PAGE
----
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Arcade Pub., 1998 - Drama - 86 pages
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BAAL, which renowned playwright Bertolt Brecht (1898-1956) wrote when he was in college, is the provocative story of a drunken, ruthless, womanizing poet and singer, a desperate antihero in the tradition of Villon and Rimbaud. The NEW YORK TIMES called the first American production strong stuff, both horrible and fascinating.

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About the author (1998)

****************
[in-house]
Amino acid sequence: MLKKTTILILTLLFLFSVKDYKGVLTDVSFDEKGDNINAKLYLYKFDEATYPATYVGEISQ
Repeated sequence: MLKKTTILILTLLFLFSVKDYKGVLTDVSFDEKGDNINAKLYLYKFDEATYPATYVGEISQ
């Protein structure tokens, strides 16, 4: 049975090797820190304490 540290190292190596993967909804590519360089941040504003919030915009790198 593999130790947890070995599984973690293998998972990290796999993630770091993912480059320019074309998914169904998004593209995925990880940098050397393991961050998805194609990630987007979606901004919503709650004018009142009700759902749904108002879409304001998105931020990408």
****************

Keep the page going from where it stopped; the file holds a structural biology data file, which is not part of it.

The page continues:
Bertolt Brecht was born on February 10, 1898 in Augsburg, Bavaria, and died on August 14, 1956. He was a German playwright, theatre director and Marxist. The modest house where he was born is today preserved as a Brecht Museum. Brecht formed a writing collective which became prolific and very influential. He wrote many lyrics for musicals and collaborated with Kurt Weill to create Die Dregroschenoper -- the biggest hit in 1920s Berlin. Brecht experimented with his own theater and company -- the Berliner Ensemble -- which put on his plays under his direction and which continued after his death with the assistance of his wife. Brecht aspired to create political theater, and it is difficult to evaluate his work in purely aesthetic terms. Brecht died in 1956.

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